The Sun tabloid, for example, had an average daily print circulation of 3.6 million in January, compared with 410,000 for The Guardian broadsheet. But online, the guardianunlimited Web site received 25.9 million hits in January, while The Sun's web site reached just one-third as many web surfers.
According to europemedia.net columnist and editor Sally West, the reason for the disparity is demographics. While tabloid readers are likely to be heavy TV watchers, broadsheet readers are more likely to be web surfers and therefore more inclined to visit their newspaper's internet site. (Click here for more information.)
Meanwhile, though the trend at most large newspapers has been to establish a significant web presence as quickly as possible, one major British publisher believes this strategy is misguided.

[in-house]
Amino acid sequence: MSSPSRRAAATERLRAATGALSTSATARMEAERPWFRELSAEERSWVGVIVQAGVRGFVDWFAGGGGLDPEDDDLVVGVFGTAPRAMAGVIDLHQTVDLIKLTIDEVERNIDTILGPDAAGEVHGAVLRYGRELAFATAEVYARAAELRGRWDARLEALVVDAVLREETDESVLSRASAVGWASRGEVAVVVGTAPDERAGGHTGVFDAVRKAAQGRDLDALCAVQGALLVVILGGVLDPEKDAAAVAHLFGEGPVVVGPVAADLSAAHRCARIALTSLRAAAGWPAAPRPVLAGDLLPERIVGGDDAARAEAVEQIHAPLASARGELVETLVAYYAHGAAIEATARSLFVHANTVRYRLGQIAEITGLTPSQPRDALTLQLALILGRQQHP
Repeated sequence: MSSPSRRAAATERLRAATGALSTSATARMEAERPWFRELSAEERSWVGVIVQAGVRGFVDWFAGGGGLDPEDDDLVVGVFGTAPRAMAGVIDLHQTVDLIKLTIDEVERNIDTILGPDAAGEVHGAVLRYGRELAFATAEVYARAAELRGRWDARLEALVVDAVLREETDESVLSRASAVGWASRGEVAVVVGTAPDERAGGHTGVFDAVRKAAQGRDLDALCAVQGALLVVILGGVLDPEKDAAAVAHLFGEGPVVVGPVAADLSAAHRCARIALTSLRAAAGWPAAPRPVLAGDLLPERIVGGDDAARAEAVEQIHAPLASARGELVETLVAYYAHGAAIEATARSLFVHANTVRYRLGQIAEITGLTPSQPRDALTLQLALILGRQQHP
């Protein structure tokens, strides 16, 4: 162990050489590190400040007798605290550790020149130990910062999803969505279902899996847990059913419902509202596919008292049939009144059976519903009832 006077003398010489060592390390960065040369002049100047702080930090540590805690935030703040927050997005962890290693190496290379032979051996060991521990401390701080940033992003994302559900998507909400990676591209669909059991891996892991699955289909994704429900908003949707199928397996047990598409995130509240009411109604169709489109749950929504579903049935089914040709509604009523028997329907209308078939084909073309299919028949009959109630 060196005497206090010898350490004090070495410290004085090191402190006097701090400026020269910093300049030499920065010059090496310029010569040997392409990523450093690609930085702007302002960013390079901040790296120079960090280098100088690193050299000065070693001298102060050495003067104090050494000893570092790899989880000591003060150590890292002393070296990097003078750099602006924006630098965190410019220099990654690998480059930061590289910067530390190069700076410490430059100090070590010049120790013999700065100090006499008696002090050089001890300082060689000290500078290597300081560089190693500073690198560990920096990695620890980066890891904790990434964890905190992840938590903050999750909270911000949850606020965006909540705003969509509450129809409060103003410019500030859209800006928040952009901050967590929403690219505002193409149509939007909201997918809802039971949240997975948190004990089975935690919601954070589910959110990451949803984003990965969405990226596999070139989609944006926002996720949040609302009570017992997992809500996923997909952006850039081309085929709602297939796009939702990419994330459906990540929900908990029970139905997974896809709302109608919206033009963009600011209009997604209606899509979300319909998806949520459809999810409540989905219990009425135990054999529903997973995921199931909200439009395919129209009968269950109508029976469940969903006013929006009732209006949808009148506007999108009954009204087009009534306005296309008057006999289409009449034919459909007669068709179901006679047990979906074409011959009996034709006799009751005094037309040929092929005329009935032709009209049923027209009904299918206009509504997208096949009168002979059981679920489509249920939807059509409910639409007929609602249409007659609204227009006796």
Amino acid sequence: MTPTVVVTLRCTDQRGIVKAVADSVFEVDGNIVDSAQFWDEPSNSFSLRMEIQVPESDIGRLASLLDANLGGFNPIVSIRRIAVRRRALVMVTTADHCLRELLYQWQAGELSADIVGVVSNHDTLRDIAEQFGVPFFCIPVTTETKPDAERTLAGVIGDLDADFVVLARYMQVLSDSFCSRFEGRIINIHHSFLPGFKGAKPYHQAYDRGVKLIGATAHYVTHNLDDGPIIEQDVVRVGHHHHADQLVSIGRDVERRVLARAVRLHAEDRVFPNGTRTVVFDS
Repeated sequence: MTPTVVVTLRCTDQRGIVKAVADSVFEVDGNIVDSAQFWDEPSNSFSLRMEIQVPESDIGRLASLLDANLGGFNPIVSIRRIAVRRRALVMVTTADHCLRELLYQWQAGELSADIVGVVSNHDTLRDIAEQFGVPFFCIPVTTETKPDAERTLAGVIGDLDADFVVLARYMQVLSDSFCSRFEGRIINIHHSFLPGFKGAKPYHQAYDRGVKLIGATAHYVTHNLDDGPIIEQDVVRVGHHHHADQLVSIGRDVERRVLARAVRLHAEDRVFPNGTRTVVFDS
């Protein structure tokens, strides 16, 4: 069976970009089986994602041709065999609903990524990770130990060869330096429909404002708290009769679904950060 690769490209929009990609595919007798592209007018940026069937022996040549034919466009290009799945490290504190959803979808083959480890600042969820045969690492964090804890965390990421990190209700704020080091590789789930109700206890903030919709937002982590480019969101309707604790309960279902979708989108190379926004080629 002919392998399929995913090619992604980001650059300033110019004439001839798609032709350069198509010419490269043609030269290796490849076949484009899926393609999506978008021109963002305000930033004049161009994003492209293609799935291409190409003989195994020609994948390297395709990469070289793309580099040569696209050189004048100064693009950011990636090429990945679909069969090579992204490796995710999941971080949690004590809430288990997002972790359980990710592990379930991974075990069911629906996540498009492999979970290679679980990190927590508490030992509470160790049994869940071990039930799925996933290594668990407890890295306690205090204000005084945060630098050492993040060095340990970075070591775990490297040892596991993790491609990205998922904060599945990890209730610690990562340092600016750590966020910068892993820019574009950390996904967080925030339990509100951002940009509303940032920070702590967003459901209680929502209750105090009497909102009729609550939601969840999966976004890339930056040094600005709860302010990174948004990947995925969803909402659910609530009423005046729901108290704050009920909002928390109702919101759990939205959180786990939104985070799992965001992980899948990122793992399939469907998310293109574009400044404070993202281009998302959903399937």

Charles Sinclair, chief executive of the Daily Mail and General Trust, said he did not believe the internet was the place for breaking news. Speaking before the UK's culture, media and sport select committee, Mr Sinclair said: "We think niche sites are a much better way of using the web than taking the whole paper and transferring it onto the internet... We have no belief that newspapers will transfer themselves onto the Internet."
(Click here for more information.)
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